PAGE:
After the ‘dementia tax’, will we see a land value tax?

23 May 2017

Tax is an important part of daily life in any sophisticated economy. The Conservative Party manifesto mentions tax around 30 times, and that’s disregarding what has become known as the 'dementia tax'.

Tax is one of the preferred tools in the kit box of economic engineering. This toolkit can produce tax machinery of stupendous complexity which has to be navigated on a daily basis by ordinary individuals and companies, and any tax changes will influence behaviour.

Housing is a case in point. Before looking at pages 70-72 of the manifesto, which address housing supply and the vexed question of affordability, it's worth reflecting on the idea of a property-owning democracy facilitated by the tax system. Of course, over the years, that concept has been significantly eroded. Income tax relief for mortgage interest payments was curtailed, and then eliminated. While the continuing capital gains tax exemption is very valuable, high prices mean that getting on the housing ladder is still aspirational for many. These aspirations have been fostered by a range of government initiatives including Right to Buy and Help to Buy.

The Conservative manifesto promises a dramatic increase in the construction of high-quality, affordable homes with a marked change of emphasis in favour of council housing and housing associations. While critics have expressed concern that the new rented accommodation will be sold within 10-15 years, with a right to buy in favour of existing tenants, the manifesto contains a telling reference: ‘we will work with private and public sector house builders to capture the increase in land value created when they build’. That’s a land value tax.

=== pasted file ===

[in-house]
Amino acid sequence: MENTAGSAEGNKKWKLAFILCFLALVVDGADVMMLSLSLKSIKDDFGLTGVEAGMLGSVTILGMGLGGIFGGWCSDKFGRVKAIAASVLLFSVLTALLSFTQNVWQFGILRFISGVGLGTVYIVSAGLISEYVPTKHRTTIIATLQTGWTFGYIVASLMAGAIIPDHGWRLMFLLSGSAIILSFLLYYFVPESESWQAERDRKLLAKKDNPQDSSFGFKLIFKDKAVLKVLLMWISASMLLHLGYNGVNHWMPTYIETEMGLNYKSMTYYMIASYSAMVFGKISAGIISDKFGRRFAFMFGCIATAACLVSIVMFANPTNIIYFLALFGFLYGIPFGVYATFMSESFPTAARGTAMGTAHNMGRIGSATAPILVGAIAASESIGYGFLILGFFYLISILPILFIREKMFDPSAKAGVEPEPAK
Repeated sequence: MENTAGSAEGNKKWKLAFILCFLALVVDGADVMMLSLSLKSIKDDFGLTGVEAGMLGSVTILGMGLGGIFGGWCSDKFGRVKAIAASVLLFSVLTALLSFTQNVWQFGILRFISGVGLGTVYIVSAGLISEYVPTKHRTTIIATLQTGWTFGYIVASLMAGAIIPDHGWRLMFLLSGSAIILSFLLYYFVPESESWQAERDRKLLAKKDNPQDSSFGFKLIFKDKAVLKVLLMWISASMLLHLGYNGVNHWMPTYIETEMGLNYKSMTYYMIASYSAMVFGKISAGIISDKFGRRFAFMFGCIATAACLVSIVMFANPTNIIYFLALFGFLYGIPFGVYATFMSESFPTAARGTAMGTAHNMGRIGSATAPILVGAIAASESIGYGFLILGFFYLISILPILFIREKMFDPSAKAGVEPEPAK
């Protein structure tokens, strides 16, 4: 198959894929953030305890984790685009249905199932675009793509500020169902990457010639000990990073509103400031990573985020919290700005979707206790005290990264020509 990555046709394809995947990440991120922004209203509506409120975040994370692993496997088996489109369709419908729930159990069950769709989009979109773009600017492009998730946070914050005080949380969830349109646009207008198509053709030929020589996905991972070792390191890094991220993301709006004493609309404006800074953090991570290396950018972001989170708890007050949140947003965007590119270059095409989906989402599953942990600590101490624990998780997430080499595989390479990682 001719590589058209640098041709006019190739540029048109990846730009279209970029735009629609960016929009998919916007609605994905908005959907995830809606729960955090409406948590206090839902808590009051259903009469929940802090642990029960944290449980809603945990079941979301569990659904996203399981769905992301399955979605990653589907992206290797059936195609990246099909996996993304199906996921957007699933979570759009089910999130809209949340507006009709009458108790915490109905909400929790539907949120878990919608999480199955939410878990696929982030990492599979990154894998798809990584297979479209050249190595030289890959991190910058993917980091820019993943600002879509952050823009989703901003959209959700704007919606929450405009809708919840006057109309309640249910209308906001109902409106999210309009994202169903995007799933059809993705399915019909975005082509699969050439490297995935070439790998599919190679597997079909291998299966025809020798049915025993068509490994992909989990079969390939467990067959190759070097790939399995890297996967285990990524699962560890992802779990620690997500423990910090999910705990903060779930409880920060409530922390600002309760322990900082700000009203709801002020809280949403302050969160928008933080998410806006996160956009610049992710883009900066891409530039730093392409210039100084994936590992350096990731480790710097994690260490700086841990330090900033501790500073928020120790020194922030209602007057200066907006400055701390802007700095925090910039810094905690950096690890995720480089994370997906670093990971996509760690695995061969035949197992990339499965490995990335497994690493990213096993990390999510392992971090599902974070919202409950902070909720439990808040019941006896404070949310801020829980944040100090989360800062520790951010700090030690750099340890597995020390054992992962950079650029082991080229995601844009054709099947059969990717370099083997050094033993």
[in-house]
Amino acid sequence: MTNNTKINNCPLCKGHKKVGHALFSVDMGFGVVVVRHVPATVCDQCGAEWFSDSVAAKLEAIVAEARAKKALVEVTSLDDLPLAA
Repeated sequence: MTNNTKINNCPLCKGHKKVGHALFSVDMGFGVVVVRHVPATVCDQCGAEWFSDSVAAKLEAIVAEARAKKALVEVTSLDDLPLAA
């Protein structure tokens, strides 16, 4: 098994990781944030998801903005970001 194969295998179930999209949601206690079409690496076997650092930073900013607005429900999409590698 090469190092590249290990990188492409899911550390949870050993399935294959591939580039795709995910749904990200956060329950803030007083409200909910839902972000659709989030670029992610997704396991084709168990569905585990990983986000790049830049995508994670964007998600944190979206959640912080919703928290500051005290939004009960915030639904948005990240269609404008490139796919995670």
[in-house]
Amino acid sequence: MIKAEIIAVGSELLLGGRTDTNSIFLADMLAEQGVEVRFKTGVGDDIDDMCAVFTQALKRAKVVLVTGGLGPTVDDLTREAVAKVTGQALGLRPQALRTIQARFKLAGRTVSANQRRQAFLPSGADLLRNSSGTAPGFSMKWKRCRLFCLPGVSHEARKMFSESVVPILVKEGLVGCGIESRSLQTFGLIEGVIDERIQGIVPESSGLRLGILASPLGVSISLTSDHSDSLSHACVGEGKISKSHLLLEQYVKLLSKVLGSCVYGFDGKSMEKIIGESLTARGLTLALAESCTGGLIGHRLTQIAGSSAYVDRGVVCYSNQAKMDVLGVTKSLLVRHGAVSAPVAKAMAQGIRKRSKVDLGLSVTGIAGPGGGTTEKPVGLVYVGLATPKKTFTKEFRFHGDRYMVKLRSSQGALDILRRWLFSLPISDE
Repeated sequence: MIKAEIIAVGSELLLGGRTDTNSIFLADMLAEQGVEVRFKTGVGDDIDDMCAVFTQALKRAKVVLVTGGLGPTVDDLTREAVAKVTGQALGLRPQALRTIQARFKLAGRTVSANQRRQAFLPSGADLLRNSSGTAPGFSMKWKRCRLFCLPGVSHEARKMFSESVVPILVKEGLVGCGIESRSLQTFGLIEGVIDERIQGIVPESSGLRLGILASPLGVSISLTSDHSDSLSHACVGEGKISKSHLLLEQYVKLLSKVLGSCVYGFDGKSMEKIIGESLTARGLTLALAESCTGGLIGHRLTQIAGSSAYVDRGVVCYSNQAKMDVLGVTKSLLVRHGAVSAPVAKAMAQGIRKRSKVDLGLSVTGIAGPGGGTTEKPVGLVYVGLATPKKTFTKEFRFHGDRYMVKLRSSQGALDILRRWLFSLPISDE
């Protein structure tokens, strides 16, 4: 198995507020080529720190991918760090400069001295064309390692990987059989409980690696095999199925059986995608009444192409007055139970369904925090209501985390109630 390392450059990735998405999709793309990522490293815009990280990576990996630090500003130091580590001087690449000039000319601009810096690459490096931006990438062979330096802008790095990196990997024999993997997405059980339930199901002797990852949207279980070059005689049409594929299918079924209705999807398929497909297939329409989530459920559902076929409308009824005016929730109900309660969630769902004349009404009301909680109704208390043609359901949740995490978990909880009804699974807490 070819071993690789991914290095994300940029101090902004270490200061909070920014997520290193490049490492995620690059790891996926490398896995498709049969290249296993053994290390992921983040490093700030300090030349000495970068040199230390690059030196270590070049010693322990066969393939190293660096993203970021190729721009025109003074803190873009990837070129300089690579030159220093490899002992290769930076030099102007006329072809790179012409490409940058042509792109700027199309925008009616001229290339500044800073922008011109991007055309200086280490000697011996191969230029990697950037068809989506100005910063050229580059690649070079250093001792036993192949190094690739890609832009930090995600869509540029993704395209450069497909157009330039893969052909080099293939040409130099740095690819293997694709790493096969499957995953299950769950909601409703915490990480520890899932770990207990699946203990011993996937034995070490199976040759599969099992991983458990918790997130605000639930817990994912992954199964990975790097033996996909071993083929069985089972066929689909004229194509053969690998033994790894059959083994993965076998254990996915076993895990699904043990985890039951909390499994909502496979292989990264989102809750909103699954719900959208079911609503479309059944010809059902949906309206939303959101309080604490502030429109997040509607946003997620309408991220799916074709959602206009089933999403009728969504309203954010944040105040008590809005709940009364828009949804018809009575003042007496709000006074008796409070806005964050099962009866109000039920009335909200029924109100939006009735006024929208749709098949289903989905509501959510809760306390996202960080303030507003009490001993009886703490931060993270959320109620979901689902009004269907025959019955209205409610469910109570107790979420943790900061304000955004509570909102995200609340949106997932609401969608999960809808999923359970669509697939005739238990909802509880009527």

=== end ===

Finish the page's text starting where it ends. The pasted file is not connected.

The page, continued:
Those with long memories will recall that the UK had a brief dalliance with development land tax in the mid-1970s. Since the early 1990s, HMRC has reviewed the possibility of introducing a land value tax. At its simplest, this would tax the uplift in value enjoyed by landowners when they sell sites for development. It could also tax existing property occupiers whose properties increase in value because of improvements in local infrastructure, but I don’t think it promises a discount for those occupying properties whose value fell as a result of a new dual carriageway running past their front doors.

It’s not clear whether the Conservative manifesto proposal will usher in a national land value tax, or whether it will be more akin to the traditional section 106 agreements requiring developers to undertake limited infrastructure work. However, if the land value tax targets the gain made by the landowner who sells a site for development, then it will strike at a key component of the existing business model for house-building and could have a significant impact on the future UK housing landscape.

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